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  • 16 April 2008

Science uncovers the ins and outs of tennis line calls


To the point: A Hawk-Eye tennis match adjudication

To the point: A Hawk-Eye tennis match adjudication

Research from the University of Sussex could help to take the tantrums out of Centre Court clashes at Wimbledon this summer.

Players who challenge decisions by line judges are often accused of resorting to gamesmanship: officials who are challenged are also seen as inept in their decision making. In fact, analysis of line call challenges by psychologist Professor George Mather shows that both players and line judges are remarkably accurate in their decisions - up to a point.

Professor Mather, who studies motion perception in laboratory-based experiments, says: "I was intrigued to discover how line call errors measured up against laboratory data. Lab studies show that observers tend to perceive moving objects slightly ahead of their actual position.

"I could find no evidence, however, in the line call data of the kind of constant error reported in the lab. In fact, performance was remarkably good. Line judges and players can locate the bounce position of a ball moving at up to 50 metres per second to within just a few centimetres. The analysis did show, however, that some errors are inevitable, due to limitations in perceptual processing in the brain."

Professor Mather's study, published in the journal Proceedings of the Royal Society B today (Weds 16 April 2008), suggests that tennis players could therefore be justified in making full use of their right to challenge line judges' decisions.

To test his theory, Professor Mather analysed electronic line call data and records of challenges by individual players from the Association of Tennis Professionals for 15 tournaments during 2006 and 2007. He says: "While watching tennis on TV it occurred to me that Hawk-Eye [the electronic line call adjudicator used when line calls are disputed] data should allow us to work out the factors that influence line calls and challenges.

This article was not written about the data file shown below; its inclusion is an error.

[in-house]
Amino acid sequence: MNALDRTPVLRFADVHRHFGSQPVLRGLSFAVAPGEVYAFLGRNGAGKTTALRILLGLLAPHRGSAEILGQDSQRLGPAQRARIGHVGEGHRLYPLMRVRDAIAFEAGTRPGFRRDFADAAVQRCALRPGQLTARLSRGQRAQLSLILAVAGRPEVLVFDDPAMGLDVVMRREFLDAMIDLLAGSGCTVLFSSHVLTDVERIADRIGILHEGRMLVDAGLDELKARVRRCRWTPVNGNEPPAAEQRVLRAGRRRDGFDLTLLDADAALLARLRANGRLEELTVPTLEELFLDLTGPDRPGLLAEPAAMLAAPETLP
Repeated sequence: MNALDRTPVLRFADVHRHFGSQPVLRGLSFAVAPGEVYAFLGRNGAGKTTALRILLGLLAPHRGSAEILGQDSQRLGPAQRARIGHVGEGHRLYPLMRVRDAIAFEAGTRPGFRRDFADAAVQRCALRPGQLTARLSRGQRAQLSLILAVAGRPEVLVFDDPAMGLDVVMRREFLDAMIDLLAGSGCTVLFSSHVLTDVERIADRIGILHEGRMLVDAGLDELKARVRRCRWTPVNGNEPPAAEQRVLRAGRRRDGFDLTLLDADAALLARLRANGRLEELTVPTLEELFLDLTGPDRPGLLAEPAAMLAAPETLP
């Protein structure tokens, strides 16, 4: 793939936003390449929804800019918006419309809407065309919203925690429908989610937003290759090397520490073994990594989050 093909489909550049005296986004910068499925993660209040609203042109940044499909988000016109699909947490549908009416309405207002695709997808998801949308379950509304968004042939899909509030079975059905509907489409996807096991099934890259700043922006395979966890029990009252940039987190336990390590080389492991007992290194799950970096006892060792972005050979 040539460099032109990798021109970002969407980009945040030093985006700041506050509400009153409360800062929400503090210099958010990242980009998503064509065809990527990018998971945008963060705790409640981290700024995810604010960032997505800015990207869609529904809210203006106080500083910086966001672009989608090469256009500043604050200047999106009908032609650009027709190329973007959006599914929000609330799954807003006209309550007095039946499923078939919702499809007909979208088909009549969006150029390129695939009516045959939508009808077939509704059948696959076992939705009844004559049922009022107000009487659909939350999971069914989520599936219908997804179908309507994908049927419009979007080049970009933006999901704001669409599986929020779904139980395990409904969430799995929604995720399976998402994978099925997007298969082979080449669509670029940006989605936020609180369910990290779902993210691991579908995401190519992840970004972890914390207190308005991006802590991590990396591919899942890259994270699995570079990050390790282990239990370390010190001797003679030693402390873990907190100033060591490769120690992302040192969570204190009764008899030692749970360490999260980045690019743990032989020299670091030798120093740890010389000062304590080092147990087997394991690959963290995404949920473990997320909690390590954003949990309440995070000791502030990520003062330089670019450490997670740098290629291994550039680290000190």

"When a ball bounces very close to a court line, the brain is unable to locate its position with sufficient precision to reach a correct decision on every occasion, so both players and line judges make some errors. Line judges, however, are more accurate than players. Nevertheless, both players and judges are remarkably accurate."

Analysis also threw up other insights - a widely differing number of challenges made by individual players. Professor Mather says: "One player in the top ten made only seven challenges in 15 tournaments, while another made 52. But the analysis indicated that a certain proportion of line call errors are inevitable, so players should make full use of the challenges available.

Professor Mather concludes: "Line calls on base and service lines are more difficult than those on side and centre lines, which is useful for both officials and players to know."

Given the margin of line call errors, Professor Mather also thinks that the three line call challenges players are allowed to make per set "seems fair".

Notes for editors

'Perceptual uncertainty and line-call challenges in professional tennis', by Professor George Mather, is published online in Proceedings of the Royal Society B today (Wednesday 16 April 2008).

 

The Royal Society, the national academy of science of the UK and the Commonwealth, is an independent charitable body, deriving its status from 1,400 Fellows and Foreign Members. It influences science policy and debates scientific issues with the public. For further details see http://royalsociety.org/

 

For further information about Professor Mather's research into motion perception and visual illusions, see http://www.lifesci.sussex.ac.uk/home/George_Mather/

 

Image provided courtesy of Hawk-Eye Innovations. See: http://www.hawkeyeinnovations.co.uk/

 

University of Sussex Press officers: Maggie Clune and Jacqui Bealing. Tel: 01273 678 888 or email press@sussex.ac.uk

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